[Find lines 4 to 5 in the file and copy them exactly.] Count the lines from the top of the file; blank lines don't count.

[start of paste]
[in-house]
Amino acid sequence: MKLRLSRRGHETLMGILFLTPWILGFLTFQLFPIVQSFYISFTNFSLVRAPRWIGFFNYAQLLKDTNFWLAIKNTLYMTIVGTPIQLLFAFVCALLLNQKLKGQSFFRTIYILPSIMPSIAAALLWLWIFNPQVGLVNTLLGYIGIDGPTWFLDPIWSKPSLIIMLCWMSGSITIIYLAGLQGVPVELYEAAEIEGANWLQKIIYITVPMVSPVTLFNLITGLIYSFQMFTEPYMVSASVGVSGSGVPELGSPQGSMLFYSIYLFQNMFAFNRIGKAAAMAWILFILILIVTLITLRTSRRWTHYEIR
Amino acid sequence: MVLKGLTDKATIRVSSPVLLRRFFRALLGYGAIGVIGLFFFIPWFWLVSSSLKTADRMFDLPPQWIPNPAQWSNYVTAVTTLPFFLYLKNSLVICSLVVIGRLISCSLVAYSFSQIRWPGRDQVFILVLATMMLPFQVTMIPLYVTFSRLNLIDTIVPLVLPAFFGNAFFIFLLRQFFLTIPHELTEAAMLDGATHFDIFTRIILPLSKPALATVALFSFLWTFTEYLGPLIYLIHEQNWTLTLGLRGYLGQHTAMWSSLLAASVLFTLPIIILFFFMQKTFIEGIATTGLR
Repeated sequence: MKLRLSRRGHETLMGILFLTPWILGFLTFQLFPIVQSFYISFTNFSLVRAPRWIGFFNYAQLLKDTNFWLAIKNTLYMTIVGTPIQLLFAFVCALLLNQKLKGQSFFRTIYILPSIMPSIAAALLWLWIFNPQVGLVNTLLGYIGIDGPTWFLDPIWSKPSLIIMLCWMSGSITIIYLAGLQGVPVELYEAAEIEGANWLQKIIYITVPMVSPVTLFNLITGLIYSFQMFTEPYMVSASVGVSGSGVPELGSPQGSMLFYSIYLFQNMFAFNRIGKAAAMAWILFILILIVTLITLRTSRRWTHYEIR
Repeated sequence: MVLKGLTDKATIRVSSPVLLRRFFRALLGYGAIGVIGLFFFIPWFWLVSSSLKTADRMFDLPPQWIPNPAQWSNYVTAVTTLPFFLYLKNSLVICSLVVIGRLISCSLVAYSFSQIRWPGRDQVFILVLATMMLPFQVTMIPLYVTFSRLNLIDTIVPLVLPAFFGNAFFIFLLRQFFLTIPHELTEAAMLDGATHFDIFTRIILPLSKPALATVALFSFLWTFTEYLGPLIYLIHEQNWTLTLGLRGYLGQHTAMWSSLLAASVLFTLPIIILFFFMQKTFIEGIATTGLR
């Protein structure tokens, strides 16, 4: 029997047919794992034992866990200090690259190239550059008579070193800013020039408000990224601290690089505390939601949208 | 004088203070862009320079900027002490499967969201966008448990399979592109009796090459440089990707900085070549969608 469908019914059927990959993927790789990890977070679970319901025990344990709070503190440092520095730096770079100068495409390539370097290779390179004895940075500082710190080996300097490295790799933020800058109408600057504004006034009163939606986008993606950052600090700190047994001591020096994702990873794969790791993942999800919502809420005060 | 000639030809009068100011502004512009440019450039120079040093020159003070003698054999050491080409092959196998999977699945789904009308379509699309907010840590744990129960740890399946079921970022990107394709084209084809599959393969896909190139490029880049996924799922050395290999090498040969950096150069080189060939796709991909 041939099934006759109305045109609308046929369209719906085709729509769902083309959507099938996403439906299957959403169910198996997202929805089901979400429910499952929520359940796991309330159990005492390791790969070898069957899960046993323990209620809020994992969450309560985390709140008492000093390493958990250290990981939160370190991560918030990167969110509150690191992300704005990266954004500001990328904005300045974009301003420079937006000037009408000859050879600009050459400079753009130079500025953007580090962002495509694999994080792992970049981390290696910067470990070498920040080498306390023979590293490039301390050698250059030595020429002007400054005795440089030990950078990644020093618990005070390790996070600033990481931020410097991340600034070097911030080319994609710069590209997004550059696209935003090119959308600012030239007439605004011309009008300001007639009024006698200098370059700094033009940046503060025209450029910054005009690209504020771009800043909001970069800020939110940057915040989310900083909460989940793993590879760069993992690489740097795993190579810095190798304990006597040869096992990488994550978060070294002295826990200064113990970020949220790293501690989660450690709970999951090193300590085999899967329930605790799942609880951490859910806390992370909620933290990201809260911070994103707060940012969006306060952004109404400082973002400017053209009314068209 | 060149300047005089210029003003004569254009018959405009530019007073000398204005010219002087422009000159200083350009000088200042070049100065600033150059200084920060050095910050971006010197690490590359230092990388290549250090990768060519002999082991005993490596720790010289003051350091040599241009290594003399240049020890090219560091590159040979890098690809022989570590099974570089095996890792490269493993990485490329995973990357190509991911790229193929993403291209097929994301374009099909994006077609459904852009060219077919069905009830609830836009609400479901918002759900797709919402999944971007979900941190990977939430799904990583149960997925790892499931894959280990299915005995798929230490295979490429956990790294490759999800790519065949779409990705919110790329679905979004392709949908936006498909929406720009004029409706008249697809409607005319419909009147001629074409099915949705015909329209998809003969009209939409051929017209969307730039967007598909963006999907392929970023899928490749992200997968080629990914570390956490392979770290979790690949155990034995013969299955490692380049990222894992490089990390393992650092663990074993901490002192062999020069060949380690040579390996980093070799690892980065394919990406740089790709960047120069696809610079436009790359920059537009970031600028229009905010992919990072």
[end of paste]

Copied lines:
Repeated sequence: MKLRLSRRGHETLMGILFLTPWILGFLTFQLFPIVQSFYISFTNFSLVRAPRWIGFFNYAQLLKDTNFWLAIKNTLYMTIVGTPIQLLFAFVCALLLNQKLKGQSFFRTIYILPSIMPSIAAALLWLWIFNPQVGLVNTLLGYIGIDGPTWFLDPIWSKPSLIIMLCWMSGSITIIYLAGLQGVPVELYEAAEIEGANWLQKIIYITVPMVSPVTLFNLITGLIYSFQMFTEPYMVSASVGVSGSGVPELGSPQGSMLFYSIYLFQNMFAFNRIGKAAAMAWILFILILIVTLITLRTSRRWTHYEIR
Repeated sequence: MVLKGLTDKATIRVSSPVLLRRFFRALLGYGAIGVIGLFFFIPWFWLVSSSLKTADRMFDLPPQWIPNPAQWSNYVTAVTTLPFFLYLKNSLVICSLVVIGRLISCSLVAYSFSQIRWPGRDQVFILVLATMMLPFQVTMIPLYVTFSRLNLIDTIVPLVLPAFFGNAFFIFLLRQFFLTIPHELTEAAMLDGATHFDIFTRIILPLSKPALATVALFSFLWTFTEYLGPLIYLIHEQNWTLTLGLRGYLGQHTAMWSSLLAASVLFTLPIIILFFFMQKTFIEGIATTGLR